According to Adrian Wojnarowski of Yahoo Sports, he's heading to the Los Angeles Clippers:
So, have the Clippers finally received the wing defender they've been jonesing for over the past two seasons? Considering the 24-year-old Stephenson's polarizing history, the answer is unclear.
The Clippers had alleged chemistry issues this past season, some more public than others. None were more prominent than the rumored relationship issues between DeAndre Jordan and Chris Paul that surfaced at the end of the year. Even Dahntay Jones—an end-of-the-bench, midseason addition brought in to help the locker room jell—has alluded to the problems.
"I came to a team that was—the morale was down a little bit when I got here, guys weren't really cheering for each other," Jones told Bleacher Report in late March.
Enter Stephenson, an abrasive personality whose character concerns forced the Hornets to shop him almost immediately upon signing him to a three-year deal last summer. With the pact, the Hornets actually take on money (three more years of Spencer Hawes, who's coming off a dreadful season in L.A.) and get older (Hawes is 27, Matt Barnes is 35).
It seems nonsensical, but it shows exactly how toxic Stephenson was during his short time playing for the Hornets.
The basketball side of the deal makes too much sense for L.A. The Clips have a dire need for athleticism on the wing, and they gained some here.
L.A. needed a defender who can guard explosive 2s and 3s. Stephenson can and will.
It needs a primary ball-handler to run the reserve unit. And no, Austin Rivers, who is a free agent this offseason, isn't fit for that role just because he is ball-dominant. The Clips need a facilitator to play that part, something even Austin's dad, Doc, doesn't think he is, considering L.A. was still cycling in backup point guards after acquiring Rivers midseason.
Lance filled that role with the Pacers. Even if he was a starter during his later years in Indiana, his patterns within Frank Vogel's substitution rotations more resembled that of a reserve. It appears the early plan for the Clippers is to use him similarly, as Wojnarowski wrote:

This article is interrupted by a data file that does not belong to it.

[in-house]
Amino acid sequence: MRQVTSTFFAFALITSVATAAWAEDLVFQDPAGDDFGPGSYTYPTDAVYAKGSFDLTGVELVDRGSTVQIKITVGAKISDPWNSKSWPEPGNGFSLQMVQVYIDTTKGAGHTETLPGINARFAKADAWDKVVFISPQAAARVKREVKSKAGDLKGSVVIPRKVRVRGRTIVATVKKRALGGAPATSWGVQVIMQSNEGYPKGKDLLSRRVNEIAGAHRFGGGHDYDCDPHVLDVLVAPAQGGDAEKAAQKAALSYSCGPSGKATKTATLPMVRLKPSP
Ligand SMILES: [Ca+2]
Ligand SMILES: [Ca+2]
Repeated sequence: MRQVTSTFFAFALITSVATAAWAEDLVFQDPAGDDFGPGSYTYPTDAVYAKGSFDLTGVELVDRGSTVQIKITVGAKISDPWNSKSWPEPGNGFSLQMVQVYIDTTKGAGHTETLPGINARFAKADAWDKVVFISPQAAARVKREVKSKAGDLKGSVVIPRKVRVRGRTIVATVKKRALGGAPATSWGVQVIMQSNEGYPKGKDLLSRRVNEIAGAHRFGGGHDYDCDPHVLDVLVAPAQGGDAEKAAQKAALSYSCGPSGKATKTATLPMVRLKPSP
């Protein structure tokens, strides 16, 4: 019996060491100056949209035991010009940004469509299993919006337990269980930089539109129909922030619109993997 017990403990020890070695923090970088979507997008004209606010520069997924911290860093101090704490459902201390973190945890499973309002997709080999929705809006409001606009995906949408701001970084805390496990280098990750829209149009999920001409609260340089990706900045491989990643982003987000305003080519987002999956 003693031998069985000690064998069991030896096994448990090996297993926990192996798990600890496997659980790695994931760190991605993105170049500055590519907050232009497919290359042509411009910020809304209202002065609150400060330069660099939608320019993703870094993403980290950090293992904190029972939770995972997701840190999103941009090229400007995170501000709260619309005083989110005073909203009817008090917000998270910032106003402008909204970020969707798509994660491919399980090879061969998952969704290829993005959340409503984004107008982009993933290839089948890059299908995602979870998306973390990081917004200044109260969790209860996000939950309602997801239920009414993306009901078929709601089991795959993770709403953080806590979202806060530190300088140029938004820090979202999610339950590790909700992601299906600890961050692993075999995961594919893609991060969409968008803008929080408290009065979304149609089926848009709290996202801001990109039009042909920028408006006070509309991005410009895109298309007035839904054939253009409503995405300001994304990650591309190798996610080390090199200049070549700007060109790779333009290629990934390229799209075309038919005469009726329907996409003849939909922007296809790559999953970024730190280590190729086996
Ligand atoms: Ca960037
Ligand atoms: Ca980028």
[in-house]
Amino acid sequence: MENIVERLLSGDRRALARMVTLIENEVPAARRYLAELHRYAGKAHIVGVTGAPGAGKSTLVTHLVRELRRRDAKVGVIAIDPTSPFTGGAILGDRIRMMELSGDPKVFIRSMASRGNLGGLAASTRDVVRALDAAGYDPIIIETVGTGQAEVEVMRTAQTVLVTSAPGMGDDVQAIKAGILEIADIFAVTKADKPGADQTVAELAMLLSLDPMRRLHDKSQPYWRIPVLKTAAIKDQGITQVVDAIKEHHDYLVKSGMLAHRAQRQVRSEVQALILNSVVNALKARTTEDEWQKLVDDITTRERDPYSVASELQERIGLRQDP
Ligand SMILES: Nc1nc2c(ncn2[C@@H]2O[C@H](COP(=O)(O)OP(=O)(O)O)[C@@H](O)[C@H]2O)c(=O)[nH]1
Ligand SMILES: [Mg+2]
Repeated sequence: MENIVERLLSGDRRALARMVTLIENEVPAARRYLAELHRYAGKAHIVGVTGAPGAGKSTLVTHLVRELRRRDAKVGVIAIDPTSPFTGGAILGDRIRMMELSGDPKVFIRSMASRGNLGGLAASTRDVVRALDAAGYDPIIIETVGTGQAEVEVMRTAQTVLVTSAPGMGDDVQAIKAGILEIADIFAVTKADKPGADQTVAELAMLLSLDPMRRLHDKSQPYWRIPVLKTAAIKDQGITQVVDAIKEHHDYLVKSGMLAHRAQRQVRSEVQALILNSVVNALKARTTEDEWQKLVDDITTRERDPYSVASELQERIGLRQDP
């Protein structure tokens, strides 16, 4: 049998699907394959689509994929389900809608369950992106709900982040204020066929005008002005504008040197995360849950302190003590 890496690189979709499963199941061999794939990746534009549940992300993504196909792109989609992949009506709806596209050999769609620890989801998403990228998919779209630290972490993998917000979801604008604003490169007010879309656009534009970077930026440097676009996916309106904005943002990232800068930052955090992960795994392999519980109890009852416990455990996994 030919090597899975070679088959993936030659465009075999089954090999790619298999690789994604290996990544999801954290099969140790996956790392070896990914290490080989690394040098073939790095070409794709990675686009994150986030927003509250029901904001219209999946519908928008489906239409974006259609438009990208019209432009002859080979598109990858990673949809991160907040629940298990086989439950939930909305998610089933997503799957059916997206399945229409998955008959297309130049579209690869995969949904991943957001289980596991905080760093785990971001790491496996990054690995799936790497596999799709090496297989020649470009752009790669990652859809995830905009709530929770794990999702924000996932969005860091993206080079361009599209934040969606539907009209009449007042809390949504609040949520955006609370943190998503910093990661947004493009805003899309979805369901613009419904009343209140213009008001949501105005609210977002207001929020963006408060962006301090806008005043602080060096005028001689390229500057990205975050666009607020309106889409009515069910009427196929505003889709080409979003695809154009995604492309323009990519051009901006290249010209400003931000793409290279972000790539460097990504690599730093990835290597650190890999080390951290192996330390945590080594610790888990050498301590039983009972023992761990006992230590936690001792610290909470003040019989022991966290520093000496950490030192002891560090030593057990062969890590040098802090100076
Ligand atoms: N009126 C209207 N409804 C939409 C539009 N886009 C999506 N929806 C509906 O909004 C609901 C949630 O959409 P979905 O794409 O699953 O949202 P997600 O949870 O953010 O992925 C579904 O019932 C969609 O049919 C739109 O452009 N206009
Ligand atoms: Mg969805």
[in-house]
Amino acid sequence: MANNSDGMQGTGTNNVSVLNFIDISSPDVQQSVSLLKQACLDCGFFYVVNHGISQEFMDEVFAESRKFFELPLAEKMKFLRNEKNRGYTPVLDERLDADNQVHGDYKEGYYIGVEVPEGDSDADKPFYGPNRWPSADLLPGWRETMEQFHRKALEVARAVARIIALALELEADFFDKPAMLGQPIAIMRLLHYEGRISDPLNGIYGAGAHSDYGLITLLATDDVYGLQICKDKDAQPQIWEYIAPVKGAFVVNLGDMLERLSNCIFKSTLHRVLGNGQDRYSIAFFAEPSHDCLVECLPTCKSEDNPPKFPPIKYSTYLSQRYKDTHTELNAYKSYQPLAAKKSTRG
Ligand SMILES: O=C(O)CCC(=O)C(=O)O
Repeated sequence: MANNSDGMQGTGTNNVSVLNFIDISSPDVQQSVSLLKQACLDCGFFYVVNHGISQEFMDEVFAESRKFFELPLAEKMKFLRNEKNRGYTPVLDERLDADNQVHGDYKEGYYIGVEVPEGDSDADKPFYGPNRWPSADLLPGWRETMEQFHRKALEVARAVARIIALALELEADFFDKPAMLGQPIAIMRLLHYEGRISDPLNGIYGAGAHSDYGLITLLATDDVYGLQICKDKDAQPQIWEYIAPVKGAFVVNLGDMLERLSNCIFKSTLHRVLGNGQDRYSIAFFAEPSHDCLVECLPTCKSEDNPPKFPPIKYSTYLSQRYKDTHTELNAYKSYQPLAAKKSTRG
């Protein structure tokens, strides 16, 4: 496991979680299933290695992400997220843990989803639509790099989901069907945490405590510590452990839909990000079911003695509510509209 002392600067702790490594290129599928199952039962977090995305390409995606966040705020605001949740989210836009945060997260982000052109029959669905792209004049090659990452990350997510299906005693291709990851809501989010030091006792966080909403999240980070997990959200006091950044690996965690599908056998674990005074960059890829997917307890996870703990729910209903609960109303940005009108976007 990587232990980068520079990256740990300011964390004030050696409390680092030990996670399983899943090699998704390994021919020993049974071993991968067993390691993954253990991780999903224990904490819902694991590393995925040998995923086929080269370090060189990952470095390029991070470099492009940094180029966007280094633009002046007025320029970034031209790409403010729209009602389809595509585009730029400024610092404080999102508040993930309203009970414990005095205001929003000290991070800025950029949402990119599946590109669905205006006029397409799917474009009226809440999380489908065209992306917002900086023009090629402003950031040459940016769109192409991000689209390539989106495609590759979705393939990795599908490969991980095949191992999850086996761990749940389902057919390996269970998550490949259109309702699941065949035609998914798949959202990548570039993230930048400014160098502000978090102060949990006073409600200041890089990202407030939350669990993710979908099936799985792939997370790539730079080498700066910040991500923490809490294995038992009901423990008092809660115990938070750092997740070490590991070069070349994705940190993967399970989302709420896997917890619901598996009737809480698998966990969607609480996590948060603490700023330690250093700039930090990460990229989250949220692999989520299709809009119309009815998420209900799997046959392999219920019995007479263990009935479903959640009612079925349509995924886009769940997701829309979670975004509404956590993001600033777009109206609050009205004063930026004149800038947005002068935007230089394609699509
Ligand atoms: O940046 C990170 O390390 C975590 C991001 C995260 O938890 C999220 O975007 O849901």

The Clippers are considering the idea of using Stephenson as the primary ballhandler when All-Star Chris Paul is out of the game, league sources said. Stephenson struggled with the way Charlotte point guard Kemba Walker dominated the ball on offense, and will assuredly find a similar situation with Paul in Los Angeles.
From every perspective you can view it, Stephenson wasn't ready for what 2014-15 brought him. He looked confused and misappropriated playing next to the ball-dominant Kemba Walker, which makes you wonder how he might execute next to Paul. Of course, it's plausible Lance would come off the bench with J.J. Redick remaining in the starting lineup alongside a small forward to be named later.
Still, Stephenson shot an atrocious 17 percent from beyond the arc last season, the worst single-season three-point accuracy ever for a player with as many long-range attempts as him. With that, his three-point confidence died, and he posted the lowest three-point rate since his first season when he attempted only five threes all year.
But maybe this was all an anomaly.
|The Progression of Lance Stephenson|
Young players can fall off a cliff and somehow survive even after plummeting to the rubble. Some of them even end up climbing back to the top of the mountain. Think Jimmy Butler, Gordon Hayward or Mike Dunleavy Jr.